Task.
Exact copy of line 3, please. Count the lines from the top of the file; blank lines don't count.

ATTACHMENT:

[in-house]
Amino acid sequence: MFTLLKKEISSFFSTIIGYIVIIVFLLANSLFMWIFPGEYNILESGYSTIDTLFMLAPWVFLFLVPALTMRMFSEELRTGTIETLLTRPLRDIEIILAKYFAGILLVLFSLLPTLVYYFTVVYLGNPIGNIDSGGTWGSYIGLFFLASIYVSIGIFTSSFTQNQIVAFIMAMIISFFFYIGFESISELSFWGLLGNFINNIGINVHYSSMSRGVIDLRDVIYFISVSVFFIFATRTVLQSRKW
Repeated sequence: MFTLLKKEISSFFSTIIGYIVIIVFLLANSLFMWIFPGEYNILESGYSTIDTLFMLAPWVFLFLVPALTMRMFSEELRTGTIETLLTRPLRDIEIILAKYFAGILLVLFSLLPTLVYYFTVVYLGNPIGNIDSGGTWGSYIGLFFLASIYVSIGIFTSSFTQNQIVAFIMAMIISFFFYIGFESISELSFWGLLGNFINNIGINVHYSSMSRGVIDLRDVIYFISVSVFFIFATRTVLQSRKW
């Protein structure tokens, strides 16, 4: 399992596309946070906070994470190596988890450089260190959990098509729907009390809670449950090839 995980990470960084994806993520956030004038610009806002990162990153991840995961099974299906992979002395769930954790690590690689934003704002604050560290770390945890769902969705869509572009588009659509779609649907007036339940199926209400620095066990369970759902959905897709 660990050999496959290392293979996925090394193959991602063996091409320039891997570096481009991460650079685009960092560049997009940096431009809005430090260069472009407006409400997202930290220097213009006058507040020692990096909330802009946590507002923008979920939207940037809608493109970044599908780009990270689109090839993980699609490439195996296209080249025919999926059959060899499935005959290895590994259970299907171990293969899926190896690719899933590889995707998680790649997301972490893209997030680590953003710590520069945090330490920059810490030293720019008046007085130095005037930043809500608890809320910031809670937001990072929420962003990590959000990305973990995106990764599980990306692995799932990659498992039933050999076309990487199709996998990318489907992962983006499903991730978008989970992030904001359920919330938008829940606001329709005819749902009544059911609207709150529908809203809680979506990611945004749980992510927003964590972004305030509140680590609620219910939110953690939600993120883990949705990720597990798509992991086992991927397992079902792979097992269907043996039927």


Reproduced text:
Repeated sequence: MFTLLKKEISSFFSTIIGYIVIIVFLLANSLFMWIFPGEYNILESGYSTIDTLFMLAPWVFLFLVPALTMRMFSEELRTGTIETLLTRPLRDIEIILAKYFAGILLVLFSLLPTLVYYFTVVYLGNPIGNIDSGGTWGSYIGLFFLASIYVSIGIFTSSFTQNQIVAFIMAMIISFFFYIGFESISELSFWGLLGNFINNIGINVHYSSMSRGVIDLRDVIYFISVSVFFIFATRTVLQSRKW